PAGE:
3 Tips For Maintaining Your Marriage

Could you be driving your partner away, or worse—creating the perfect environment for a break-up or divorce?

How to Survive Cheating

It’s difficult to accept some responsibility in a relationship that is broken. But sometimes you need to ask yourself the hard questions so you can salvage what’s left of your relationship.

There are other things that can happen in a relationship that are quite common break-up drivers, meaning, they create fertile ground for an eventual break-up. Let’s take a look at three very common ones. Please keep reading…

First Comes Love, Then Comes the Hard Part…

You find your relationship is on the skids, and you wonder… where did it all go wrong?

And, you want to know if it was something you perhaps did?

If your partner cheated, that was their choice and you are not responsible. Cheating is a different set of circumstances—regardless of the level of problems your relationship may have had prior to the affair.

What we’re talking about here is behavior that any of us can get caught up in that must be changed if we want to prevent a break-up or divorce.

You hear all the time that it takes two people to make a relationship work. We all smile and nod to show that we understand that perfectly, and we’re right on top of our game.

When you first got together with your partner, it was so easy, right? You and your partner would have a spat, but things were quickly patched up: you were so eager to please each other, to make things right. You both worked together to compromise, to take care of each other’s needs.

And then, at some point on the relationship continuum, you drew back into your corner, your partner drew back into an opposing corner, and things became… hard. Your partner pointed at you, and you pointed at your partner, and suddenly those tender compromises were a thing of the past.

Now the environment has become ripe for a break-up. Is that what you intended?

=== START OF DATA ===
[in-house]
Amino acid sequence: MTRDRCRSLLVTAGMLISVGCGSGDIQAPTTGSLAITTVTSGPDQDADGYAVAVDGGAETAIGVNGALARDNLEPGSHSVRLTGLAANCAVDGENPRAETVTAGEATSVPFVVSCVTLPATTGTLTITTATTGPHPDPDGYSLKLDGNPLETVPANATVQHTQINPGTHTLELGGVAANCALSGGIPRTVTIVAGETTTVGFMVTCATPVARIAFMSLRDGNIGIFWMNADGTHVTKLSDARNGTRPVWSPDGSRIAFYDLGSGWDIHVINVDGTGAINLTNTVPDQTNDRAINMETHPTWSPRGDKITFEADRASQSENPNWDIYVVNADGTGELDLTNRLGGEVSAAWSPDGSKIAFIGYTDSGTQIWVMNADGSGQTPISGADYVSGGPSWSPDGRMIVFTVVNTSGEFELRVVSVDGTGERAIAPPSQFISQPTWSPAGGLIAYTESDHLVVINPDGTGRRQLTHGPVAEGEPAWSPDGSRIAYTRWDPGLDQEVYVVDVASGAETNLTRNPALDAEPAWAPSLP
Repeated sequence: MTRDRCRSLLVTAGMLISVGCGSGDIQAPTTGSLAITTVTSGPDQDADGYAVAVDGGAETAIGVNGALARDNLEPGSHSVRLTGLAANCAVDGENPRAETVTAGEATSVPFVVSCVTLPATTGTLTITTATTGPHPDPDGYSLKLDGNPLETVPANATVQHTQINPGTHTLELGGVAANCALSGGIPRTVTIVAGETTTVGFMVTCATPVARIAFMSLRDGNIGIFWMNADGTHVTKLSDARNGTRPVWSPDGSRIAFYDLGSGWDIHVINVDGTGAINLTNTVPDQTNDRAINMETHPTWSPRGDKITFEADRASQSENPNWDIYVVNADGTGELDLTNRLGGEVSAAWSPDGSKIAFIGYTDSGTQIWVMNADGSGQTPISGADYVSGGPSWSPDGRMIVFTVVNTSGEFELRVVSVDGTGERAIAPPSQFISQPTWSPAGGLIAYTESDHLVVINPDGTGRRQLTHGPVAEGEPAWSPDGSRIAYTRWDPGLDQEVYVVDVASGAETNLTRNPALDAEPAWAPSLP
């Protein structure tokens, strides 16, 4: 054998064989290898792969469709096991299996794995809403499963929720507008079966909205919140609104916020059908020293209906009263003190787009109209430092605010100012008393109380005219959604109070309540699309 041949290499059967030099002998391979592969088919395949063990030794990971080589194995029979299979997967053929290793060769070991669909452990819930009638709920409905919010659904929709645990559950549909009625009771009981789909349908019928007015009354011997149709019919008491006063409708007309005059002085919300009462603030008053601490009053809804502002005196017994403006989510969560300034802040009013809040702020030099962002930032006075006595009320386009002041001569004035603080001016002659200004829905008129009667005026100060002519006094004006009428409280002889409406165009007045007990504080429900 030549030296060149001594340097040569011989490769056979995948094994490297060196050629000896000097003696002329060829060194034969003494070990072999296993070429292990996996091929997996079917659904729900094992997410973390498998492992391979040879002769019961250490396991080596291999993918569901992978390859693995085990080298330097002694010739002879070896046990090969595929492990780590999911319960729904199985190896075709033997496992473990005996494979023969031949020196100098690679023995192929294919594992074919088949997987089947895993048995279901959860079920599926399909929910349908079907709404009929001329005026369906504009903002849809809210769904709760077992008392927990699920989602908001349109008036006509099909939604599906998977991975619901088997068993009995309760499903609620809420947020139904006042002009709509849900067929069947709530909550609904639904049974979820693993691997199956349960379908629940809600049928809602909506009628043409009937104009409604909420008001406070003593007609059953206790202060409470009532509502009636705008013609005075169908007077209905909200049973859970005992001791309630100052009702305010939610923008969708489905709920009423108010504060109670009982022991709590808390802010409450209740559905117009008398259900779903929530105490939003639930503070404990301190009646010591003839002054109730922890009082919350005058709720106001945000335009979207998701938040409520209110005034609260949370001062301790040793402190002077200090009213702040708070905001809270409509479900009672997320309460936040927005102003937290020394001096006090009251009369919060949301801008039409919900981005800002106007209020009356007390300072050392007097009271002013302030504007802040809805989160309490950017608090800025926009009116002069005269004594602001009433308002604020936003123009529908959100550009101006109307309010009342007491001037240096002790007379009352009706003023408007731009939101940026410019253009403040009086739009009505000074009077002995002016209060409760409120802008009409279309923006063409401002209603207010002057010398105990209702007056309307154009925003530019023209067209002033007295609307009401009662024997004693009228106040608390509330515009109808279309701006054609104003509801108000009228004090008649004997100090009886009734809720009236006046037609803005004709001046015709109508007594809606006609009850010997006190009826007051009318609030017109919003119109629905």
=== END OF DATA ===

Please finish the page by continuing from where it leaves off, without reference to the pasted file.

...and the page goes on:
If not, read on and get ready to ask yourself some hard questions…

Three Common Break-up Drivers

You’re still reading, which means you never intended for things to get so out of hand between you and your partner, and you’re more than willing to ask yourself one of the hardest questions of all: what is my part in our current relationship problems?

There are three very common break-up drivers that happen in relationships. Sniff them out and get rid of them fast, if you want to save your relationship. The only control you have over your relationship is what you do in it. Here goes:

Break-up Driver #1: Disrespecting Your Partner

This one is very difficult to admit to, but if you’re doing it, please know that it is driving your partner away whether you want to acknowledge it or not.

It’s disrespect. And the way you can identify it is if you call your partner names when you’re upset, or speak down or with a criticizing tone to your partner, or publicly embarrassing your partner for doing something “wrong.”

Any of these is a way of withholding respect from your partner. Ask yourself: “Would I speak to my boss this way?”

Break-up Driver #2: Taking Your Partner for Granted

In the early days, it was no doubt easy to spend time with your partner. You wanted to, right? But as the relationship ran into some struggles, or you simply wanted to spend time “doing your thing,” you may have stopped spending time with your partner.

What this tells your partner is, “I don’t value you enough to carve time into my busy life for you.” Now, you may not consciously intend to convey such a message, but what else is your partner to think?

There are other ways of taking your partner for granted: it’s any time you make an assumption about their time or effort—something you would never do to a friend or a person in authority over you.

Break-up Driver #3: Irritability

This one may not sound like it can drive you to a break-up, but think about it: if you’re irritable all the time, who wants to be around you?

Irritability comes in different forms, such as negative tone of voice, saying mean things to your partner or being otherwise critical or blaming. Frankly, it’s unpleasant to be around someone who is like this.

So, it’s time to ask yourself the hard questions: are you engaging in any of these break-up driving behaviors? If so, work on stopping them immediately, and find another way to convey your displeasure, needs, etc. if you want to save your relationship.
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Hoping this helps your marriage,




About Laurence

Hi friends, when I began this blog 2 years ago I was at the end of what turned out to be a 51year marriage. My wife succumbed to cancer on 12/6/11 and life has not been the same since. It was and still is my goal here to promote long term marriages. There are many reasons this is difficult today, but I still believe it is possible and via this blog I will be trying to suggest steps you BOTH can take to save your marriage. Thank you
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